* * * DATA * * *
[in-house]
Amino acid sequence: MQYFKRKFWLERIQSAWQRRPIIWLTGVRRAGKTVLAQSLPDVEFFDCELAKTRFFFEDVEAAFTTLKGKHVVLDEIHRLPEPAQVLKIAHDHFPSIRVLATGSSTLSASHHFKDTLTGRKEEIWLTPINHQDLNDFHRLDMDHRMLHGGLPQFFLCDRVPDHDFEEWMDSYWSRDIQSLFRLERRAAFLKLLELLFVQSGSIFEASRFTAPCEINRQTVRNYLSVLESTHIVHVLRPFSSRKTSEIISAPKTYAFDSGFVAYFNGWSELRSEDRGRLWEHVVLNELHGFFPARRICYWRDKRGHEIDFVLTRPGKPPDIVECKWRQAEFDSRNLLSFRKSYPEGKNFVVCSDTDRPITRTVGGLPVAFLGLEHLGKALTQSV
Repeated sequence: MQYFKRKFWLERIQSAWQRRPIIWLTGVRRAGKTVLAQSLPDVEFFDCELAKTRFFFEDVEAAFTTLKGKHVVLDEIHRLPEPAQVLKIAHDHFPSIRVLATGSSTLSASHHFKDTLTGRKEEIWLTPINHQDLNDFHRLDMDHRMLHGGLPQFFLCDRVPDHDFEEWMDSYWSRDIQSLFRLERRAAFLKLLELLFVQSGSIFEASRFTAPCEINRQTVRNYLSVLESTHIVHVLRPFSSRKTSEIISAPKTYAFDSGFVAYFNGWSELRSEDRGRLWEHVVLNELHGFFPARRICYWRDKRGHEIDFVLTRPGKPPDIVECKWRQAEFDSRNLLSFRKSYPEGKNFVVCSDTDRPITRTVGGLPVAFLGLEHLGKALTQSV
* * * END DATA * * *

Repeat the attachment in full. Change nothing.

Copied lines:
[in-house]
Amino acid sequence: MQYFKRKFWLERIQSAWQRRPIIWLTGVRRAGKTVLAQSLPDVEFFDCELAKTRFFFEDVEAAFTTLKGKHVVLDEIHRLPEPAQVLKIAHDHFPSIRVLATGSSTLSASHHFKDTLTGRKEEIWLTPINHQDLNDFHRLDMDHRMLHGGLPQFFLCDRVPDHDFEEWMDSYWSRDIQSLFRLERRAAFLKLLELLFVQSGSIFEASRFTAPCEINRQTVRNYLSVLESTHIVHVLRPFSSRKTSEIISAPKTYAFDSGFVAYFNGWSELRSEDRGRLWEHVVLNELHGFFPARRICYWRDKRGHEIDFVLTRPGKPPDIVECKWRQAEFDSRNLLSFRKSYPEGKNFVVCSDTDRPITRTVGGLPVAFLGLEHLGKALTQSV
Repeated sequence: MQYFKRKFWLERIQSAWQRRPIIWLTGVRRAGKTVLAQSLPDVEFFDCELAKTRFFFEDVEAAFTTLKGKHVVLDEIHRLPEPAQVLKIAHDHFPSIRVLATGSSTLSASHHFKDTLTGRKEEIWLTPINHQDLNDFHRLDMDHRMLHGGLPQFFLCDRVPDHDFEEWMDSYWSRDIQSLFRLERRAAFLKLLELLFVQSGSIFEASRFTAPCEINRQTVRNYLSVLESTHIVHVLRPFSSRKTSEIISAPKTYAFDSGFVAYFNGWSELRSEDRGRLWEHVVLNELHGFFPARRICYWRDKRGHEIDFVLTRPGKPPDIVECKWRQAEFDSRNLLSFRKSYPEGKNFVVCSDTDRPITRTVGGLPVAFLGLEHLGKALTQSV